It is understood that the IDWR will conduct compliance and flow monitoring and that other project partners, such as IDFG and ISEMP will conduct biological monitoring that will be used to evaluate both local and watershed level responses to this project. The information provided in the proposal is not sufficient to establish the gain in water in terms of aquatic habitat improvement and fish response. This information needs to be developed in future reporting.

1. Purpose: Significance to Regional Programs, Technical Background, and Objectives

The project is clearly important to regional programs and strongly guided by RPAs in the 2008 Biological Opinion, the Council's Fish and Wildlife Program, and the Salmon Subbasin Management Plan. The problem statement provides a good description of the over-allocation of water issue being faced, and the implications for salmon recovery. It also provides a strong statement about the need for improved monitoring protocols and clearly defined success criteria, and states that protocols for biological monitoring will be developed in 2013. The proposal provides an excellent review of basin-specific issues and collaborative efforts in the Pahsimeroi and Lemhi rivers.

Six objectives are identified, that are the same as the objectives in 2002-013-00, the Columbia Water Transactions project. Since the Idaho MOA/Fish Accord Water Transactions use the same scoring sheet and use 2002-013-00 as part of the screening process, these identical objectives are appropriate.

The objectives lack quantitative criteria for success; future proposals should include such criteria. For example, the paragraph on the Pahsimeroi states that the improvement goal is 41 percent improvement in egg to smolt ratio, but no assessment is given about how much water is needed. Importantly, the proposal does briefly indicate how the variables of interest would be measured.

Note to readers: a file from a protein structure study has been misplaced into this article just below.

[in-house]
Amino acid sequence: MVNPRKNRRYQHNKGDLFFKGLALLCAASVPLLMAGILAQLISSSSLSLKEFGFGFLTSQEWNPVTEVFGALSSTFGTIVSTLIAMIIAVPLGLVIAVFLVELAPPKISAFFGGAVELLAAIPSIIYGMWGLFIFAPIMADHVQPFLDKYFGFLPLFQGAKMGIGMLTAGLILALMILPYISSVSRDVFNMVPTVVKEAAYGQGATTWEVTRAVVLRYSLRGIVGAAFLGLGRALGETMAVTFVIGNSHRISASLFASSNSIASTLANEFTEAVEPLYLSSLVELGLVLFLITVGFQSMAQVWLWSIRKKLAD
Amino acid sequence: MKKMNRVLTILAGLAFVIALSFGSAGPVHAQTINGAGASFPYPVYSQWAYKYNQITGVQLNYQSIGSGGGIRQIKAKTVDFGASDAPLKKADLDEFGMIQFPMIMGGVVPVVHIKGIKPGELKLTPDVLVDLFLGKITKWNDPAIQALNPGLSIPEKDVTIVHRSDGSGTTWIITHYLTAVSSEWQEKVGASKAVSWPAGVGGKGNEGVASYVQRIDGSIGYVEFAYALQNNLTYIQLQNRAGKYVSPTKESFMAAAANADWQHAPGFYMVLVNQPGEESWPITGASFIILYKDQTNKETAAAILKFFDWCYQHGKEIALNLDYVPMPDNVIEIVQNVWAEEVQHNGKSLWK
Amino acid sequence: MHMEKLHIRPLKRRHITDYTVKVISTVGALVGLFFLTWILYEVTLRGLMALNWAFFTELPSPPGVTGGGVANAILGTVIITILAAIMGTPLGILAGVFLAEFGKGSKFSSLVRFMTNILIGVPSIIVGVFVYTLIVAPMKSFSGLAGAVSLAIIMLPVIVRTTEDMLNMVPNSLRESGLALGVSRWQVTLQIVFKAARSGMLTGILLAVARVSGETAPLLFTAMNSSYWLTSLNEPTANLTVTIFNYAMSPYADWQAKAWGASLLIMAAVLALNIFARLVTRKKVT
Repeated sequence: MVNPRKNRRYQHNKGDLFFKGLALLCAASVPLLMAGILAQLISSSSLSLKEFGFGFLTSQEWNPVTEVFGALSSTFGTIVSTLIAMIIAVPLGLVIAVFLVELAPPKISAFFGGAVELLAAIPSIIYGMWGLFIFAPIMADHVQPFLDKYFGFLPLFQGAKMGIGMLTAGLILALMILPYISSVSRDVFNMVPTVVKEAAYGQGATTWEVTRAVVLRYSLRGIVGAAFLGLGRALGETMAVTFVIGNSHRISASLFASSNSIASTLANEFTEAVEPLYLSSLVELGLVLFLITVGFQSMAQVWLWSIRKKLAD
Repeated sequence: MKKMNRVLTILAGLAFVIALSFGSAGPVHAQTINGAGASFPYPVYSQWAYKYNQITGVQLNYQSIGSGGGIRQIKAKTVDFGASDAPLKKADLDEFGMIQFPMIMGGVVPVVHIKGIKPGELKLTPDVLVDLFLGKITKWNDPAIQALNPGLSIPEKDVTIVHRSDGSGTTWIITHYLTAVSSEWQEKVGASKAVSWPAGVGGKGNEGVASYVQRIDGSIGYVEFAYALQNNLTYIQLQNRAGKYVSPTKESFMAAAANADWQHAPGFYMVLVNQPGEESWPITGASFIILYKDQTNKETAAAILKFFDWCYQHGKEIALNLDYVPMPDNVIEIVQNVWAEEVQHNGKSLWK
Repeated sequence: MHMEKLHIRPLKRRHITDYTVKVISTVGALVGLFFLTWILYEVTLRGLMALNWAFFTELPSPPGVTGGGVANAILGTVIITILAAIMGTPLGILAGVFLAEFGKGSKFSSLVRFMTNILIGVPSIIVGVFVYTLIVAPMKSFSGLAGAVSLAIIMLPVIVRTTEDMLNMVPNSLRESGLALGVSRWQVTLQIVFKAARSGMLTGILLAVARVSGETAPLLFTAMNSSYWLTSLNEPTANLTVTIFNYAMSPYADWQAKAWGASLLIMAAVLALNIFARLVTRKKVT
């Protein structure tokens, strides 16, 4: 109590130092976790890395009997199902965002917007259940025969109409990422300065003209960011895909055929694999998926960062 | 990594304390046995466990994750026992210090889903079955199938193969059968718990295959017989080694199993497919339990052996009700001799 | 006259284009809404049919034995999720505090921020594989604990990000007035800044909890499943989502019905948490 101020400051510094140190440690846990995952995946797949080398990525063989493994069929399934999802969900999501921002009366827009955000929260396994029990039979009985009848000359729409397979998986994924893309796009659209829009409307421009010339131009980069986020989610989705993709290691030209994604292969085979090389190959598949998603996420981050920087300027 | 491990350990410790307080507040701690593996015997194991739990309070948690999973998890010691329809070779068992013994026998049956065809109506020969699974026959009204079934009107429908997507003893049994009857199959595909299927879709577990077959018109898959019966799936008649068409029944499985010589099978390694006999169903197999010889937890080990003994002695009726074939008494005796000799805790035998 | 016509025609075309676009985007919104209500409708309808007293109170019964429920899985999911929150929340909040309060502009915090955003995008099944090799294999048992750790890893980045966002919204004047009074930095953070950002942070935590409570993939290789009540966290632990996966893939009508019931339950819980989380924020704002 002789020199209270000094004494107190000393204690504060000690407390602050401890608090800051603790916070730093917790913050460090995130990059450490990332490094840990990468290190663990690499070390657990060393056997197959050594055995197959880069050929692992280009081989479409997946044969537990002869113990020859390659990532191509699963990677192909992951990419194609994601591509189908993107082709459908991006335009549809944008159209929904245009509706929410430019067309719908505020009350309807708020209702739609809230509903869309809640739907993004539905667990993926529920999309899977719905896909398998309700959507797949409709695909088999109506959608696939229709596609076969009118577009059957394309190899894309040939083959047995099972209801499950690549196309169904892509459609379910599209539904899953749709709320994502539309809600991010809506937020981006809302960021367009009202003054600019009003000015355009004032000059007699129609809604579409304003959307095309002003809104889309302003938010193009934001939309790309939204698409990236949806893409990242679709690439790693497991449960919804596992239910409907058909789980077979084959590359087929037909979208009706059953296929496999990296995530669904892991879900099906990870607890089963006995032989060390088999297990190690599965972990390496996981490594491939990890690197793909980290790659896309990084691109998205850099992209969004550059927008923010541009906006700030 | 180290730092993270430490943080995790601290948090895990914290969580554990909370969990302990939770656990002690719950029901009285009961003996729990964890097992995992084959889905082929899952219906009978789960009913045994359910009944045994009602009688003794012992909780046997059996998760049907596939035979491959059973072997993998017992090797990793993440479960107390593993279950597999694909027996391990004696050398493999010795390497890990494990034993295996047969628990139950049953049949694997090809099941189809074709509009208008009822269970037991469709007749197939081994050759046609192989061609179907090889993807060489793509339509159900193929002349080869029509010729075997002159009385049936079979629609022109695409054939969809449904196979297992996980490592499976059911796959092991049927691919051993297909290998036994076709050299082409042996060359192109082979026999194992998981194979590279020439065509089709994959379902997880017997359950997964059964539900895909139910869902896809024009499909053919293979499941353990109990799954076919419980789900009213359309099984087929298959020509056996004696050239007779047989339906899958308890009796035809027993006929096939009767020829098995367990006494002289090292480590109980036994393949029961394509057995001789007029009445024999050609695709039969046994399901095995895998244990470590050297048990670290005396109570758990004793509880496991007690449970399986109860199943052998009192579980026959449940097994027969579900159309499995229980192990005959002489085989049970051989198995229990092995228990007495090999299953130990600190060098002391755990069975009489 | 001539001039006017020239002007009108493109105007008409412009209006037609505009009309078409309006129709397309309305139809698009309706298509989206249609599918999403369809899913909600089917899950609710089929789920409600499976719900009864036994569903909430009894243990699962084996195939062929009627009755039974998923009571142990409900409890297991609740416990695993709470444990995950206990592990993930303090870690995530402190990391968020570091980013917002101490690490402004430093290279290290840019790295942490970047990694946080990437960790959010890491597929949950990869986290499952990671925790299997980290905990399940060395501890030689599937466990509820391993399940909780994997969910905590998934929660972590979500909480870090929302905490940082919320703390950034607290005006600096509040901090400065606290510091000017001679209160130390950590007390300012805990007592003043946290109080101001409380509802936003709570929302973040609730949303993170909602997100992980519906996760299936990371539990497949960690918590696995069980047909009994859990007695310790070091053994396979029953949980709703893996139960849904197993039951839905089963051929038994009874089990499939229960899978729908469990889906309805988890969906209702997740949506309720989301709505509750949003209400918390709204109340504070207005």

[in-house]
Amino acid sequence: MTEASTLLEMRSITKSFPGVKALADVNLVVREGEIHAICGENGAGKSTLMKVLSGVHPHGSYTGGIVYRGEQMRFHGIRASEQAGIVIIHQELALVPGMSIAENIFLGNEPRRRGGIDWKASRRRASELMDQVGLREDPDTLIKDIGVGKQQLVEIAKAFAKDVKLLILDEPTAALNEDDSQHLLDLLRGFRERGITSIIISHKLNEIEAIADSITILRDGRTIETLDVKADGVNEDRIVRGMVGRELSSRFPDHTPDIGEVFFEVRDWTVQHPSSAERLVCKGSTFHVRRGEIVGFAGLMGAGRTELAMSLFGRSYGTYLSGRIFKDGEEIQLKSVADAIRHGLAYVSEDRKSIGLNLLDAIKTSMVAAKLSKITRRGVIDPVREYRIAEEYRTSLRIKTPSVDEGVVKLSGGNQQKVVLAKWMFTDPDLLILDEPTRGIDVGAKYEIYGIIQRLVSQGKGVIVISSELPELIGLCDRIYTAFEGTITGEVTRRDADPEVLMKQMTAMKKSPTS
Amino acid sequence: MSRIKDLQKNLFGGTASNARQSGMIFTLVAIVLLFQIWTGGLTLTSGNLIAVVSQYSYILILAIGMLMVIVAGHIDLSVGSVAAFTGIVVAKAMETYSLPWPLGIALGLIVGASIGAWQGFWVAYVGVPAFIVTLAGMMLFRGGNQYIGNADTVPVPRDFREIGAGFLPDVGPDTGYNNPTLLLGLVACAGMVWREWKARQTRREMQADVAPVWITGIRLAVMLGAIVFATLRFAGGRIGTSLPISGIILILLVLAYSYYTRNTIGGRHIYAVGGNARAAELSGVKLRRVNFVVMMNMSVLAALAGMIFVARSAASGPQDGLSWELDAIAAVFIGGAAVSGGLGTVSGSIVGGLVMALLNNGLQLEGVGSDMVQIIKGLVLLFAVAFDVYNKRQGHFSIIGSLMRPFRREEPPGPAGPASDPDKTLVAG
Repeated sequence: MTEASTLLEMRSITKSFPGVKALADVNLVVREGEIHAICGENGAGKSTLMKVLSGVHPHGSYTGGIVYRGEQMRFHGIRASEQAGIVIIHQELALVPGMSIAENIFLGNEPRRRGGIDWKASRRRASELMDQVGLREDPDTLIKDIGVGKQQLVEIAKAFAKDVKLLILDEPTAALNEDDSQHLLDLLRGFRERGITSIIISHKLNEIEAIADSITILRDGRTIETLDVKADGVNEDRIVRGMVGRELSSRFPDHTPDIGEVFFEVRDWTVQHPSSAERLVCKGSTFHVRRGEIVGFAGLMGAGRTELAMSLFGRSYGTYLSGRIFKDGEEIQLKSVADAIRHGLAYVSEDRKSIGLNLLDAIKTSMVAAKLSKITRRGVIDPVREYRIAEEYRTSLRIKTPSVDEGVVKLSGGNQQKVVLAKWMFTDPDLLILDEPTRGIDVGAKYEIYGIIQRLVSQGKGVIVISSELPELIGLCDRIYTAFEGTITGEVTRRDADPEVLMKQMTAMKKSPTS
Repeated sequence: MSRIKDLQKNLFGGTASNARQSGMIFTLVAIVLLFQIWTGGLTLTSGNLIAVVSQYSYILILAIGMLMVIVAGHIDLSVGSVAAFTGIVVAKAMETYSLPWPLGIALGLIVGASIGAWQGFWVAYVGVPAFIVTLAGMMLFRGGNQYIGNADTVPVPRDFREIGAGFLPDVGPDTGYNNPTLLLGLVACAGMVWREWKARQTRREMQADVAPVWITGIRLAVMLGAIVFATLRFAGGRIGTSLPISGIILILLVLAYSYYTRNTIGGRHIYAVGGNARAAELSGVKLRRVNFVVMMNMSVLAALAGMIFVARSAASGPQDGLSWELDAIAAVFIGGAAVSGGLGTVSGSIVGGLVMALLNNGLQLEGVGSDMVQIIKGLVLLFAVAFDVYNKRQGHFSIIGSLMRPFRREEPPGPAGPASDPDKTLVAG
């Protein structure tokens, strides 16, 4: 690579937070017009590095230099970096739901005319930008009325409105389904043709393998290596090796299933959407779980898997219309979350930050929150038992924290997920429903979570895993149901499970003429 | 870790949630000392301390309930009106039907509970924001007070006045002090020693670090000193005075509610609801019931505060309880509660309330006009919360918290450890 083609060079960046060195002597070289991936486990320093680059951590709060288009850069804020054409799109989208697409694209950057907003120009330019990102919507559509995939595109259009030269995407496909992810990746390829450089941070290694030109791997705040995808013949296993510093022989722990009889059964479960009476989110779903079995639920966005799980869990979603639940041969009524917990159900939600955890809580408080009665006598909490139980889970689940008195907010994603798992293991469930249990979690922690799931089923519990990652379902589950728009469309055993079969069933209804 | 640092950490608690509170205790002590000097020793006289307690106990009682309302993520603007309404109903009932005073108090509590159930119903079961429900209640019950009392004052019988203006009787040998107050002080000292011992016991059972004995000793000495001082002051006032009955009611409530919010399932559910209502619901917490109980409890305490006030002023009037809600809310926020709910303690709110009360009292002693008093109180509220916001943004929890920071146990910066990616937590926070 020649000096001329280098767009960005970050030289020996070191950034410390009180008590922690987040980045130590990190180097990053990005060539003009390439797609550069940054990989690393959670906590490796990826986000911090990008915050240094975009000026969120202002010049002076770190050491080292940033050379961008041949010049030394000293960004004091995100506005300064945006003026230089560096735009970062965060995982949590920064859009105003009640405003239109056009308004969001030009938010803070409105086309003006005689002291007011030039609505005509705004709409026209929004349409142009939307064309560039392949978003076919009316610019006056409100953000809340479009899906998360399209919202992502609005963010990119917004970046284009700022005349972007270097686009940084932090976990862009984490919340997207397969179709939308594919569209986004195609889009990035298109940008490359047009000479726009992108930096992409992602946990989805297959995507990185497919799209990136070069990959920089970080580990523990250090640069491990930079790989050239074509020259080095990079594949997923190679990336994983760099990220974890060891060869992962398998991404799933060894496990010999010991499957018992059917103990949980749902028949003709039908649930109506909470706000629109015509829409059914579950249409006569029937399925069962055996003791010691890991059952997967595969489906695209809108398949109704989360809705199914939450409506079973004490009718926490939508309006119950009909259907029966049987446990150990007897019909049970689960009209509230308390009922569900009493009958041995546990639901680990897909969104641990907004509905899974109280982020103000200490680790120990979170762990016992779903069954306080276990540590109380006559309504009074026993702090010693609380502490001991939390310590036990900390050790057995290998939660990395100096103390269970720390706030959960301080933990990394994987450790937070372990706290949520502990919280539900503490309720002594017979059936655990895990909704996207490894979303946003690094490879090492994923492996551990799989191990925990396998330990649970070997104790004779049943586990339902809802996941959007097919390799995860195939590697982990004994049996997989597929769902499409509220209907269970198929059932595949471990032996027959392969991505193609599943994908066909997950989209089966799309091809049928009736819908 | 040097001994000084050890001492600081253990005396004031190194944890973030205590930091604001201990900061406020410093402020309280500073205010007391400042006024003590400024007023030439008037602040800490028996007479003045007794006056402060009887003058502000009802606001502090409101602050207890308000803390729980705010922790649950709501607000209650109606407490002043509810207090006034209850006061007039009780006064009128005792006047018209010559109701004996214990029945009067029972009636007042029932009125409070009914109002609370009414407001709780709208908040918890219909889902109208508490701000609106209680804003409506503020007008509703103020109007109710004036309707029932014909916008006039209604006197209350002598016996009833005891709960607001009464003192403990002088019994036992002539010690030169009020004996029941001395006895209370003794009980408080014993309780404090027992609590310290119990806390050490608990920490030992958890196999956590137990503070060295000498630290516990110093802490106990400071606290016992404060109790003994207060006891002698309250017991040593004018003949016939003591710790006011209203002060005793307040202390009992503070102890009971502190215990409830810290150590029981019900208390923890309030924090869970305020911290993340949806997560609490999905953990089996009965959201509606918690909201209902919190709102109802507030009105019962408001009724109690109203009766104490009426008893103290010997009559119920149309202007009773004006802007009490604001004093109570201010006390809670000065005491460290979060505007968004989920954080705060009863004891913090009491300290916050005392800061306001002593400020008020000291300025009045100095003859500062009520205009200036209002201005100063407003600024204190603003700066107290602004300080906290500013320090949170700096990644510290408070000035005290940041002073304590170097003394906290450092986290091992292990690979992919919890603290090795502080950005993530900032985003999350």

2. History: Accomplishments, Results, and Adaptive Management (Evaluation of Results)

Since its inception in 2008, this project has reportedly resulted in the completion of over 20 water right transactions that collectively have restored over 60 cfs of flow to key streams in the Pahsimeroi and Lemhi rivers. Two figures show water flow in the Lemhi River watershed including Lemhi L-5 Gage and Little Springs Creek, and a paragraph on monitoring that states that compliance monitoring is in place and compliance reports have been submitted. The proposal describes a process to identify and prioritize water transactions based on criteria approved by the ISRP and an Accounting Framework developed by the CBWTP to track the effectiveness of water transactions; each transaction is categorized by tier (1-4) to determine the appropriate type of monitoring. The proposal also indicates that new compliance monitoring protocols were developed last year, but insufficient detail is provided for an evaluation in this review. Linkages with CHaMP and ISEMP, and their relevance to the adaptive management loop are mentioned, but the design and results to date are not described.

Although flow increases are described in the proposal, the ISRP is unable to confirm that water is being delivered to provide aquatic habitat benefits. The figures are difficult to interpret with regard to additional water owing to water transactions from project 2008-608-00, and at least some actual compliance reporting data needs to be presented along with a graph or text that states how often compliance is assessed and how often standards were met.